Participation in the American Polity: Why Citizenship Matters
The common political identity under which Americans have traditionally acted is that of citizenship. This shared membership facilitates discussion and mobilization for communal projects. Immigration can be problematic because it allows people into the polity who do not share this identity. They are not automatically included as members, and in fact may not wish immediately to become members. However, every polity includes residents who are not full members, whether by choice or law. Children, criminals, and foreigners rarely have the same rights as full members. So merely having neighbors who do not share membership in the polity is not in itself problematic. However, a new situation arises when, as is happening today, incorporation and membership are not even part of the discussion.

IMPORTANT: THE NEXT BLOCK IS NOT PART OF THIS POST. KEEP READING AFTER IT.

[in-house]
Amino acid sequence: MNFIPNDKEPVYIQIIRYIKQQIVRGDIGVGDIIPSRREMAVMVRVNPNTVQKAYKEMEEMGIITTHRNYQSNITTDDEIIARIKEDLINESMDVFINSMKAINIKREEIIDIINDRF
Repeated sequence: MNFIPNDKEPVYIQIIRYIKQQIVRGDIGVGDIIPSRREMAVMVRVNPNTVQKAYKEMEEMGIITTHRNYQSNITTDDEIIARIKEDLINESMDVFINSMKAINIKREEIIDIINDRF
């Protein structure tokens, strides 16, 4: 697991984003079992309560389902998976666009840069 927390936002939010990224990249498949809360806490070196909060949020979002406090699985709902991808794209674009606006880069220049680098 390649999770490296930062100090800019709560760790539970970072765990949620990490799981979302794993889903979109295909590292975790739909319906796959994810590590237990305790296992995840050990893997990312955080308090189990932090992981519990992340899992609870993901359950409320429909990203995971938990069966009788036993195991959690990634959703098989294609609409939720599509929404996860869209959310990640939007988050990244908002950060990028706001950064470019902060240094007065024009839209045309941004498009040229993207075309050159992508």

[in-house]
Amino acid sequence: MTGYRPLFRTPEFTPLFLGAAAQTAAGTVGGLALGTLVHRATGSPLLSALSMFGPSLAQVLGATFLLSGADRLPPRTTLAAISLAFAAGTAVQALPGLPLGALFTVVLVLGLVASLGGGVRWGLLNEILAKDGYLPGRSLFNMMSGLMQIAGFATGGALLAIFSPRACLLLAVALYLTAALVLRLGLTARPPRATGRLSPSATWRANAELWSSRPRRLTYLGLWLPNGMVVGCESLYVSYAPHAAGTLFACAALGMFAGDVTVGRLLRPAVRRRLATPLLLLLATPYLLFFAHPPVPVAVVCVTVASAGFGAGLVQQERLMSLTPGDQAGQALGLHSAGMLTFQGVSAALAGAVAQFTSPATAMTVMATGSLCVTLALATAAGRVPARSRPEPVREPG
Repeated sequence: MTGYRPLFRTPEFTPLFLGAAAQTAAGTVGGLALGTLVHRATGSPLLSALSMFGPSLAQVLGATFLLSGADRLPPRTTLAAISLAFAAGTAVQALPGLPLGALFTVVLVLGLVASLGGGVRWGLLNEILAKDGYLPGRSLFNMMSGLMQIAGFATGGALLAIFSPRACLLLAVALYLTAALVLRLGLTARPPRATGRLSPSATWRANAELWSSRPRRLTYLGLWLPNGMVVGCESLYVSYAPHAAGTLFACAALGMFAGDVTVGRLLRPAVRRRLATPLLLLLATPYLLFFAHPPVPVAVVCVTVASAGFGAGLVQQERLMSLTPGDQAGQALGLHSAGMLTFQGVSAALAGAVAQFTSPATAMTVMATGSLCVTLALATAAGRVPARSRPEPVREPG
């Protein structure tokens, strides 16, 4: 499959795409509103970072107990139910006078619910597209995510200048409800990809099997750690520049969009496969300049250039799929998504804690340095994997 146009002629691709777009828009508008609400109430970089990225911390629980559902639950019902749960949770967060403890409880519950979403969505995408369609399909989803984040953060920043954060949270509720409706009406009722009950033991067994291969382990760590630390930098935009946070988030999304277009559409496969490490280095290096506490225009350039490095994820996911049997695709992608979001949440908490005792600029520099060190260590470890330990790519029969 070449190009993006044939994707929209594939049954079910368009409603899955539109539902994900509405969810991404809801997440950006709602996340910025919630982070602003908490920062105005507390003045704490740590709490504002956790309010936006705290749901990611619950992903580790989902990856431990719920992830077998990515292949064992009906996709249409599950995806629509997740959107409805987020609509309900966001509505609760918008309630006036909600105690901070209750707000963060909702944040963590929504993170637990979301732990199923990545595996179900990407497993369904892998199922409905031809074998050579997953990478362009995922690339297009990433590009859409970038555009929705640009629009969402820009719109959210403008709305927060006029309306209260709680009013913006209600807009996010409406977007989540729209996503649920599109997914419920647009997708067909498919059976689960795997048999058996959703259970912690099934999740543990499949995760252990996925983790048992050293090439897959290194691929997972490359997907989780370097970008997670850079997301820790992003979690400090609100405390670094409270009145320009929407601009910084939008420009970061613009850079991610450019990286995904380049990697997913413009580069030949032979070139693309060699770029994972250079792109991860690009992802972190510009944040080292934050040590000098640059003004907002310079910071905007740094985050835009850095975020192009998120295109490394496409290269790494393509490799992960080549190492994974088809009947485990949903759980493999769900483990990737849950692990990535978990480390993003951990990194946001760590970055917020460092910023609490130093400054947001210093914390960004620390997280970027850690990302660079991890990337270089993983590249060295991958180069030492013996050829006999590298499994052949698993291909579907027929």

This chapter considers the implications of the absence of any mention of citizenship from the current debate on immigration, and makes the case for why we should be concerned if immigrants are not full members under the umbrella of citizenship. Aside from the very real dangers of their exploitation by the unscrupulous, the marginality of immigrants and others in the polity has three very damaging consequences: it undermines the processes of representation and accountablity which are central to representative democracy, it reinforces our undervaluation of participation in the political process, and it encourages our willingness to see immigrants as outsiders instead of as potential citizens.